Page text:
15 May 2018
The call comes following the publication of a Queen Mary research paper which shows that among black women, breast cancer is often still perceived as “a disease of whiteness”.
The study, published in Social Science & Medicine, is based on a series of 20 focus groups with 100 black women aged between 25 and 50. The women reported a relatively low level of awareness about the prevalence of breast cancer among black women, and referred to “the whiteness of the media coverage of breast cancer”.
Since the introduction of new therapies and the National Health Breast Screening Programme in 1988, deaths from breast cancer have declined by 40 per cent. However, despite huge progress in detecting and treating breast cancer, there are still significant disparities in mortality rates, according to Stephen Duffy, Professor of Cancer Screening at Queen Mary.
“I think with black women there is a tendency to forget they are at a similar risk of breast cancer, slightly lower compared to white women, but it has been noticed they sometimes get a faster growing type of cancer. So it’s all the more important to catch it earlier and get it treated,” says Professor Duffy.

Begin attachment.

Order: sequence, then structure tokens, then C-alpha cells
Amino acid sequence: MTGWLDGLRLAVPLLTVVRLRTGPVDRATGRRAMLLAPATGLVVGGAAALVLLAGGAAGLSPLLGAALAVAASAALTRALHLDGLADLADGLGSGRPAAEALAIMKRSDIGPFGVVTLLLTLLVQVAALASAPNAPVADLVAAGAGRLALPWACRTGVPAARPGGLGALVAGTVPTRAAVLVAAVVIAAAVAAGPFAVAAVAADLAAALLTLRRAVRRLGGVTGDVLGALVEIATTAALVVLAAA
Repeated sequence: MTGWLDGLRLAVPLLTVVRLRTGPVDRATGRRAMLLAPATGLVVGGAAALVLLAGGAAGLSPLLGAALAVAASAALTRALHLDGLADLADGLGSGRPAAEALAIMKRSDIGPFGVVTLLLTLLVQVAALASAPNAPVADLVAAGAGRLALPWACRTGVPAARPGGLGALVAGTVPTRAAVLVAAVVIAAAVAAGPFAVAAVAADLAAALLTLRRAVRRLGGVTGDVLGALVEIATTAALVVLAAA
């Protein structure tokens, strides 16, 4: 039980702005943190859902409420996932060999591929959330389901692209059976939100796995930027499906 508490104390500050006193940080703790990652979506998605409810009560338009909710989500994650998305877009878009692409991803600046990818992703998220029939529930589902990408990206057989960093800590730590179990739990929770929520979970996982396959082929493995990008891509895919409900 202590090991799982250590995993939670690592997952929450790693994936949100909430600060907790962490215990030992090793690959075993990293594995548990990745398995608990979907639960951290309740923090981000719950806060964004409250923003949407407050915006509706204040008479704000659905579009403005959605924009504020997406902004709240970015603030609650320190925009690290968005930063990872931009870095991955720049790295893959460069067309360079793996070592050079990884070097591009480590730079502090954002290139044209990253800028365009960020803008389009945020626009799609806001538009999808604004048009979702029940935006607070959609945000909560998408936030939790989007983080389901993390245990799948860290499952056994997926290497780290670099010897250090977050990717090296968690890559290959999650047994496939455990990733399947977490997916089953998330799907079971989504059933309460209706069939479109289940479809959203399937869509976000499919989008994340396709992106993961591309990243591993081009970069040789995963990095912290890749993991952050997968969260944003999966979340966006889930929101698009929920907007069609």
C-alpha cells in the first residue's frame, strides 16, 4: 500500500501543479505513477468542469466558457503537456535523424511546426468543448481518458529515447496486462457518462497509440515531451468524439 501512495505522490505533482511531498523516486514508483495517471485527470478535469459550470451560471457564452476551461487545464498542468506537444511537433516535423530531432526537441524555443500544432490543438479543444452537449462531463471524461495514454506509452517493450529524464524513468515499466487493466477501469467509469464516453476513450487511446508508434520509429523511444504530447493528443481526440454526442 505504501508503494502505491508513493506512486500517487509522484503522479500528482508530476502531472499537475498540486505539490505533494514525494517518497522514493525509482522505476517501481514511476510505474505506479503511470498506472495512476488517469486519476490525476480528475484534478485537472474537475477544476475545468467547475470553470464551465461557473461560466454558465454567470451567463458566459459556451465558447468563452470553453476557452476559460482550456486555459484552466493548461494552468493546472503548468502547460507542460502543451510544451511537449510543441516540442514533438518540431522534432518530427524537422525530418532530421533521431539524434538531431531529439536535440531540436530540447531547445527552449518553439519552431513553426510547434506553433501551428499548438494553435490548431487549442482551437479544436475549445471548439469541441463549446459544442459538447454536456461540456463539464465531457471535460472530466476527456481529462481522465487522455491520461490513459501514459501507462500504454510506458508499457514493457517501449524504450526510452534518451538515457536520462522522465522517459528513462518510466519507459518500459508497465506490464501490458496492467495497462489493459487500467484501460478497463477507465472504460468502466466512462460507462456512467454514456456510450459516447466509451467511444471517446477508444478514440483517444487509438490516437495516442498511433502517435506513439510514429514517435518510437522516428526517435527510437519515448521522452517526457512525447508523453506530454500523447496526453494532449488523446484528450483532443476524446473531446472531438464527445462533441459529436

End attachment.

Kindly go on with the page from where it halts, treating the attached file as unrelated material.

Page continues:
While breast cancer incidence is lower among black women in the UK, survival rates are also lower. Up to the age of 45, a black woman is about as likely as a white woman to develop breast cancer, after which the risk among black women does not increase in the same way as it does in white women. However, for black women who do develop the disease, they are more likely to develop it at a younger age than their white counterparts and it is more likely to be oestrogen receptor negative and therefore more aggressive.
Dr Markus Ornstein is a retired consultant breast surgeon, and honorary Senior Lecturer at Queen Mary. He says: “There’s good evidence now that young black women get more advanced and difficult to treat breast cancers. Breast cancer is more common in white women certainly, but when it occurs in black women they are younger and tend to have a more aggressive type. If you’re concerned, then there is no place for ifs or buts: you have to get examined. The vast majority of the lumps we see are not cancer – but that’s not a reason to stay silent and hope for the best. Look out for changes in your breasts, and don’t hesitate to go to your GP.”
Lucy Carter is a GP in Hackney, in east London. She says there are often cultural barriers, including a stigma about cancer, that prevent black women from coming forward.
“I think as a GP it’s really important that black women do come to the doctors as soon as they are concerned about any symptoms. GPs are here to allay their concerns, examine them and we are always open. We know that black women may come in a little later over concerns about breast cancer, and they may have a more aggressive form - we really do need to pick these cases up earlier. The door is open, do come and do not be afraid. We are your first port of call.”
Fear, family and the placing of emotion: Black women's responses to a breast cancer awareness intervention is published in, Social Science & Medicine, authored by: